First Wife Syndrome

  While the world begins to fret about a new(ish) virus epidemic, I’ve been struggling with my own illness.

Commonly known as first wife syndrome,  this illness is at epidemic proportions in Turkey and commonly occurs in the first wives of families.  It can be particularly aggressive in families with no daughters, and non-Turks seem to suffer the worst from the symptoms.  This affliction can range from very mild to debilitating, and there is no easy way to predict who it will strike. 

Symptoms include,  but are not limited to, back pain, neck pain, head aches, upset stomach, depression, mood swings, lethargy, exhaustion, and general malaise.

But no, really.

Like I described before in a recap of things I love and hate about Turkey, there’s a different standard applied to women rather than men.  In the most extreme cases,  it can manifest as women being treated as near slaves in the house.  This extends to wives, where the women marrying into a family are expected to take on the work of the senior woman in the house (mother in law) when they are there.  This has recently become more of a burden on me too.

Don’t get me wrong,  I have no problem with helping.  What I don’t like is doing things on my own when it isn’t something I’m doing just for me.  For example, forgive me if I get mad about doing my brother in laws laundry.  He’s not my husband and therefore not my problem.

This has been more of a problem since the winter started,  since my mother in law is prone to illness.  The first week it was OK,  but after a month of being asked to make tea (when I don’t want it),  make enough pita bread (lavaş) for our 5 person family without help,  do other people’s laundry, etc… Mmmmm how about no.

But what can I do? If I say no,  I’ll start a traditional rift between wife and mother in law.

This really made my blood boil when I was being told to assist my husband’s aunt in her serving us (as guests) when her own grown female grandchildren were not being made to lift a finger.  This is not normal in American culture (as I know it), and when we first got here nothing was expected of me, it was just a pleasant bonus when I helped so frequently.  But as I’m learning to do things on my own,  it seems that they’ve forgotten I’m not Turkish.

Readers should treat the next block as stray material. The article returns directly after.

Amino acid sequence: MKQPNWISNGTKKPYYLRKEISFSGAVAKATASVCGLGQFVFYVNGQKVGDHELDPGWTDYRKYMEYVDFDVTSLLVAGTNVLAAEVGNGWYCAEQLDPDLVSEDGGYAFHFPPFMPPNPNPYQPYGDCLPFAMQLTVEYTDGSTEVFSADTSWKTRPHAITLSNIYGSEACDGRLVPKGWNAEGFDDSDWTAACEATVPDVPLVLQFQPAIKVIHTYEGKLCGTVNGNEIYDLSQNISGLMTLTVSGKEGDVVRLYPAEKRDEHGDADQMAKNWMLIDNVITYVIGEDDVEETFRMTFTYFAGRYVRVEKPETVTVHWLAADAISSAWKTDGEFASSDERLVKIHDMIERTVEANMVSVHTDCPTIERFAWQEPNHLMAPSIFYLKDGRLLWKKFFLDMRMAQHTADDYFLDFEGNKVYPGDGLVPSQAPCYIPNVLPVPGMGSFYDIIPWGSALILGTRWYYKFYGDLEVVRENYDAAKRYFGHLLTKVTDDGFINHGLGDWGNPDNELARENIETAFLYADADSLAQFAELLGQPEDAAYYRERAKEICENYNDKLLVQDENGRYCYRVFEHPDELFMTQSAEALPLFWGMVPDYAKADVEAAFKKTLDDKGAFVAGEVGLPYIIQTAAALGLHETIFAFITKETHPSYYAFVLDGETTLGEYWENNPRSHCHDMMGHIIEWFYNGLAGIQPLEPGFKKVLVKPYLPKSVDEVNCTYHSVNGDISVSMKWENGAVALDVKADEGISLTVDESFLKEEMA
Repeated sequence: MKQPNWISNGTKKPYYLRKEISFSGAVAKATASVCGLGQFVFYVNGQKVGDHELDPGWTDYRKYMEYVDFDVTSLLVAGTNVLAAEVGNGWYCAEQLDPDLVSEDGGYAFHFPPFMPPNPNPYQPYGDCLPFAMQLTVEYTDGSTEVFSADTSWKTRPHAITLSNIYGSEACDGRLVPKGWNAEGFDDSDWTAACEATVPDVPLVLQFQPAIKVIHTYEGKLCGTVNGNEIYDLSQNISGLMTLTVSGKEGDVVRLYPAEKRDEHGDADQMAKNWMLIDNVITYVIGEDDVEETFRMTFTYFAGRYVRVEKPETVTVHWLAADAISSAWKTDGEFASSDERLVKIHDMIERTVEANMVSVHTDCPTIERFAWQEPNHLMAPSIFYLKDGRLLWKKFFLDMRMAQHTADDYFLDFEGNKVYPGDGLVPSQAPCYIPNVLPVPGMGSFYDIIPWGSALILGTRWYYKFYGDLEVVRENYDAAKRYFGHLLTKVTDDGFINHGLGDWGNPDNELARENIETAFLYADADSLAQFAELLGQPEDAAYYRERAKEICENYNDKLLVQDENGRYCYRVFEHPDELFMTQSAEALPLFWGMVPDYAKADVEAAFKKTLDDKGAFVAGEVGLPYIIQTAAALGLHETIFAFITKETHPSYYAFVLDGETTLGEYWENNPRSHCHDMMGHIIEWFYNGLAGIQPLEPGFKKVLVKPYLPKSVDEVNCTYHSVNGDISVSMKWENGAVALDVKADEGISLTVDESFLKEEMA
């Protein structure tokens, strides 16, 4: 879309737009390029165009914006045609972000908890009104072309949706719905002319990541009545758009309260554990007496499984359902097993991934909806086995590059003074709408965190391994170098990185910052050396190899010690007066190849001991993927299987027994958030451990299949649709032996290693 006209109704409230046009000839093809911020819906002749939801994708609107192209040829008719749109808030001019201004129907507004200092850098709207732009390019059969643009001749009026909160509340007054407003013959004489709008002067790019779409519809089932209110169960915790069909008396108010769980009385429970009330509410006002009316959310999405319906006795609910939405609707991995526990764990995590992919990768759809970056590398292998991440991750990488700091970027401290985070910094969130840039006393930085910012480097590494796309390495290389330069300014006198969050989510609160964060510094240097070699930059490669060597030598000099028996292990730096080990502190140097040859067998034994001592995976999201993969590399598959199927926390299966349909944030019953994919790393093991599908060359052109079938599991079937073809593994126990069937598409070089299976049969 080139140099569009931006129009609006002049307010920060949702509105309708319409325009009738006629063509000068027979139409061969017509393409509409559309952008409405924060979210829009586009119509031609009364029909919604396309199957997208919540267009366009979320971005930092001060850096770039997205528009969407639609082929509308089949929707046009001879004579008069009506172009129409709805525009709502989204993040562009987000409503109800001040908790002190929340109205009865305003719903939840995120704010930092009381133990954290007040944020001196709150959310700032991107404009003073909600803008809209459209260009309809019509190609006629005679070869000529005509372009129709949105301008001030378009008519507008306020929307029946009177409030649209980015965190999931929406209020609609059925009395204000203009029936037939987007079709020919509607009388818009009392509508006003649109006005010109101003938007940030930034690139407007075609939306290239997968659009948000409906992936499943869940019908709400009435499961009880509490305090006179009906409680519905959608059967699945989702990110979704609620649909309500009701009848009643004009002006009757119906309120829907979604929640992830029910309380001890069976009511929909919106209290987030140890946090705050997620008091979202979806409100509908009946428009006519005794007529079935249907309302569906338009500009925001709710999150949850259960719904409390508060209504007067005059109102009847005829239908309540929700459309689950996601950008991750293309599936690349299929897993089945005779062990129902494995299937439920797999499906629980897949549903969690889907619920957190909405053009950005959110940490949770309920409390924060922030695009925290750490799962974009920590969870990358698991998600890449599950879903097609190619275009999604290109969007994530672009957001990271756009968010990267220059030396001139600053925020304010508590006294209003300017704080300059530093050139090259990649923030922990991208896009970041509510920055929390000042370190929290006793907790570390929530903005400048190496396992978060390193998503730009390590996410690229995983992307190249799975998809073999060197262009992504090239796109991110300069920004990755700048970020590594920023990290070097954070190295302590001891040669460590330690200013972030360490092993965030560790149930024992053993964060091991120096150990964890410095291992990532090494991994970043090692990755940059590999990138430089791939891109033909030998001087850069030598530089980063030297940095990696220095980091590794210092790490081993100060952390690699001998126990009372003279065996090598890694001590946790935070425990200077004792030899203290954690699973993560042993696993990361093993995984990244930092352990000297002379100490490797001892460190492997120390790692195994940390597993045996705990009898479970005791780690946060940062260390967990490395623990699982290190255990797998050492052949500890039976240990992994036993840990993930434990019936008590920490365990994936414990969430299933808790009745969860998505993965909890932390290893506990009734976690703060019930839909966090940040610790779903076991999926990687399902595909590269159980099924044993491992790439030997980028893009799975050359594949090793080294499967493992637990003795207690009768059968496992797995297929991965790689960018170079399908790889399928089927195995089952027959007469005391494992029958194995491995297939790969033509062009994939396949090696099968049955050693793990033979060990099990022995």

Maybe I should be flattered?

Nah,  I’ll just be mad.

Hopefully things will improve when we move out of my in laws house.  Whenever that will be. The longer I stay the more culture shocks I go through… Is that how it’s supposed to happen?

And now I kind of feel bad for feeling this way! Just because things are different doesn’t make them wrong…

But I can’t turn off 25 years of living my life with a different set of expectations!

What is an expat to do?

6 thoughts on “First Wife Syndrome

  1. It seems there is a LOT going on here (and in your other post)….what is your husband’s opinion on the whole matter? Is he willing to stand up to his family on your behalf? When you two live on your own, how does he imagine your role? I get that living with in-laws can make everything a lot trickier, but if this is the “norm” to him, will it always be the norm to him? Or does he have a more egalitarian view of the role of women at home, in a family, and in society?


    1. The problem here, honestly, is a culture clash between everyone else and me (but not hubby lol, he’s basically American now). The role of women as servers and particularly of young women/married women serving the family is so deeply rooted in the customs and culture here, to not do it would be equivalent to physically slapping his parents/family in the face. So I must grin and bear it when the time calls for it. He feels a lot of sympathy for me though, but he’s already dealing with his own struggles with his parents that tangling with them in this matter would just make things… Explode. Rather than leak haha. But when it’s just us he goes the extra mile to make it up to me hahaha, serving me with cookies and coffee and treats and doing work so I don’t have to. While I’m OK with a traditional role in a sense, it really depends on other factors (like if he works and I don’t, I’d do a lot of house work, service, etc. But if we both work then we split it. Etc). I feel I need to post another thing to clarify lol.

  2. Oh no I hope your fealing it’s not nice to be made feal that way but insallah you find your own place soon and the only serving you will be doing I when they pop over for tea 😉 but washing the brother in laws clothes no that’s were i would put my foot down not happening once many ok but it will just become a habit luckly if never had a problem like that with my in-laws but cousins and neighbours will question why I don’t do much around the house and they will be told to mind there own business very quickly 😂 stay strong somtimes it will seem like your fighting a losing battle but life is a test one you will pass ☺

  3. I thought this was just happening to me i lived with my mother in law and two brothers in law for one year in Turkey and it was exactly like your experience but now I’m not with them I miss them!

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